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The Biggest Change Can Start with the Smallest Learners

November 19, 2021

Children are at the center of our world each and every day. They are our axis - we spin around their needs and focus our energy on what is best for their education, development, sense of security, and well-being. We work to ensure they are safe, fed, supported, learning, and healthy. But what about their little world? Are we doing enough to make sure they have an understanding of the world they are a part of, emphasizing and encouraging them to explore, discover and connect? Do we provide them with a strong sense of self so they can confidently grow and have the skills to set them on the best path to be independent thinkers and leaders? Do we give them the tools to navigate their own world and the world around them with an understanding of and empathy for all people? Children, even at the youngest age, can play a real and important role  in making even just their small world better.

On this World Children’s Day, a day that commemorates the anniversary of the date that the UN General Assembly adopted both the Declaration and the Convention on children’s rights, and with this year’s focus on “A better future for every child,” we can celebrate the opportunities we have to help children from the earliest years to not only develop a connection to their world, but to also know they have a role in their world.  UNICEF’s annual day encourages us to recognize the need for action for children in key areas such as climate change, education, mental health, and ending racism and discrimination - a tall order for grown-ups let alone little ones to tackle. But it also shines a sparkling light on the work that children themselves are doing every day in big and small ways to create a better world and a promising and brighter future for children around the globe.

It is this sense of empowerment that we can instill in children from the start to help them know they can make a difference in their world - even if that world, for now, is just their sandbox or classroom.

Children and young people are raising their voices on the issues that matter to their generation and calling for adults to create a better future. As the world recovers from the pandemic, it’s more important than ever that we listen to them.”

~United Nations World Children’s Day

Laying the foundation of emotional intelligence and opening the doors to empathy and compassion can give children the tools they need to develop friendships, understand, respect, and embrace differences, be thoughtful and caring of others, learn to work together to solve problems and find solutions, and to know that yes, they can have an important role to make someone’s day, or even the world, better. Even the smallest acts by our smallest of learners can grow into something more. When children work together to make a difference, be it picking up litter in the neighborhood, helping a bird back into its nest, sitting with a friend who feels sad, or sharing their snack, they are learning they can make something better, even in the smallest way.  They will carry this with them and build on their sense of pride and power in creating change. Who knows where that can lead...the next Greta Thunberg or Malala Yousafzai could be sitting in your class today!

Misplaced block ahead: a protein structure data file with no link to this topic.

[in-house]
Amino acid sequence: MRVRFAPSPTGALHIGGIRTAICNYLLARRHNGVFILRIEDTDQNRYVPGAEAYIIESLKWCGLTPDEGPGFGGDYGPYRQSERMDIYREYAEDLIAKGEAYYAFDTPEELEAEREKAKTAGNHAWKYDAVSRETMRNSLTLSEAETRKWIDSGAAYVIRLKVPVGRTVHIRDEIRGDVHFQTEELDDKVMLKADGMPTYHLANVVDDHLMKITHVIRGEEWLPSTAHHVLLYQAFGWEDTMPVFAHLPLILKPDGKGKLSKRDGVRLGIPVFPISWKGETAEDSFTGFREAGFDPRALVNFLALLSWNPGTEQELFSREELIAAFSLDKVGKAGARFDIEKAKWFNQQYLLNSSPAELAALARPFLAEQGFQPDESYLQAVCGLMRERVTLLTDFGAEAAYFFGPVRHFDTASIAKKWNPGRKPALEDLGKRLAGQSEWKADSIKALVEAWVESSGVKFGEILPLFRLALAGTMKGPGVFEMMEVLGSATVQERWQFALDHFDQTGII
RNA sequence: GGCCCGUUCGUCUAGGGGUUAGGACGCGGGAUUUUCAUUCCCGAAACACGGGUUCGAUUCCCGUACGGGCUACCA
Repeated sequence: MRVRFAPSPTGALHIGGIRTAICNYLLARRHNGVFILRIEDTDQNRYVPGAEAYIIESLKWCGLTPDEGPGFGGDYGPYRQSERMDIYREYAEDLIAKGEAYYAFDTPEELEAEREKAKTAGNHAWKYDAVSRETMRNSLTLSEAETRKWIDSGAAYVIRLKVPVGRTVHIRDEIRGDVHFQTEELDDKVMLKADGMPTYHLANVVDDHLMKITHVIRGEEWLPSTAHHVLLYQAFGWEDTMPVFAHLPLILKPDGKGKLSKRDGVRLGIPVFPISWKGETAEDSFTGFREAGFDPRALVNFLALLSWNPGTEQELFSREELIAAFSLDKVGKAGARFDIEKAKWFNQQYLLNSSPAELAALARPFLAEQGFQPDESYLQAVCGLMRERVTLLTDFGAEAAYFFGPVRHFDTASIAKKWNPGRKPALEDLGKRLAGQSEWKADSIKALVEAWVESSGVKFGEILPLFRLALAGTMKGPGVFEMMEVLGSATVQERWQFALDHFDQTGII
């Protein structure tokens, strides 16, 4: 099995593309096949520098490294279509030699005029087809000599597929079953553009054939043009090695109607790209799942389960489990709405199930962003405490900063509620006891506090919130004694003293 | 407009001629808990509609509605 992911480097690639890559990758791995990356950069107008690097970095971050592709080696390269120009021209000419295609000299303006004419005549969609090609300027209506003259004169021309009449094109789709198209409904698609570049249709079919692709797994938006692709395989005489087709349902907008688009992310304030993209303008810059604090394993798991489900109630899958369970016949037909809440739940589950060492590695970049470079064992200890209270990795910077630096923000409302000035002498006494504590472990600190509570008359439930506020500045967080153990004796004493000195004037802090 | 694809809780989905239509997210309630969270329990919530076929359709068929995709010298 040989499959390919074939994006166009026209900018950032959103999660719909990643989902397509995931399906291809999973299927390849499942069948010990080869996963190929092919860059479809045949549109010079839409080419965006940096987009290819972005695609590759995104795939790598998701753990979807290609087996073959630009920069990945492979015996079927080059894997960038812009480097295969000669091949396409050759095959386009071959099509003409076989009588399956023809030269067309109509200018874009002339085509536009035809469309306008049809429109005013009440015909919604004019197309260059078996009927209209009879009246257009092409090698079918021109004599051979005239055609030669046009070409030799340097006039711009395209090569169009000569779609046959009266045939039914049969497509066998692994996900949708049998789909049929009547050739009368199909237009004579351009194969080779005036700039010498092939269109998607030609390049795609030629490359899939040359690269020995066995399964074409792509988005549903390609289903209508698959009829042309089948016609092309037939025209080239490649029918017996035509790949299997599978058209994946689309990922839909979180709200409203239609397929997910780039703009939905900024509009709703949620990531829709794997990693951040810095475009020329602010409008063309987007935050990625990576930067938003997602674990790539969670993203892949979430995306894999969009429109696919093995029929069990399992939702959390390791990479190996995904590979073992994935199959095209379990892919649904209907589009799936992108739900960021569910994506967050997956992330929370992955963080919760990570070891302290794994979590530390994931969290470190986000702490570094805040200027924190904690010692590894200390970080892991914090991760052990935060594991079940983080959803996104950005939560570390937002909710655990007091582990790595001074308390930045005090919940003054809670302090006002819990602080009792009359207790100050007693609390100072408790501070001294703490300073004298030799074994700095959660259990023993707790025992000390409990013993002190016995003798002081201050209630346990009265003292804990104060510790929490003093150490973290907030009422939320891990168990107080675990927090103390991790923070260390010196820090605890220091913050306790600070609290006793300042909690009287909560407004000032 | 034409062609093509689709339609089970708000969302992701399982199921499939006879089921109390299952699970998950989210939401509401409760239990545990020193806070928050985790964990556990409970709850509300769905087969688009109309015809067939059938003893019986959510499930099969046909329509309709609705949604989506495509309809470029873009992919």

But how does this all start? With us - the grown-ups. We know children are watching how we, as the key adults in their world, act, interact, and react. We need to be sure we are modeling the path toward engagement and action for them - when we demonstrate we can make a difference, they will gain a sense that they can do the same. When we show empathy for and understanding of others’ experiences, feelings, and ideas, they will know they can reach out to connect with others and care as well. Instilling empathy for and connection to all of our friends no matter where they live, no matter their background, culture, language, skin color, or experience can start from birth.

With Thanksgiving on our doorstep, now is the perfect opportunity to introduce young children to the experiences, cultures, and traditions of others and help them to understand and celebrate the one thing everyone shares - differences, and how very often what makes us different actually connects us. Understanding the history of cultures beyond our own backyards can literally open the world to young children and help them build that sense of connectedness, compassion, and empathy for the experiences of others - wanting to learn more, understand more, and...help more.

Reading together is always one of our favorite ways to jumpstart these big conversations. Here are some favorite books to share this Thanksgiving week that celebrate and illuminate Native American and Indigenous voices.  

Wishing you a World Children’s Day that brings promise for a better tomorrow for every child, and a Thanksgiving of peace, gratitude, learning, and sharing.

Books Celebrating Native American and Indigenous Voices to Read Together:

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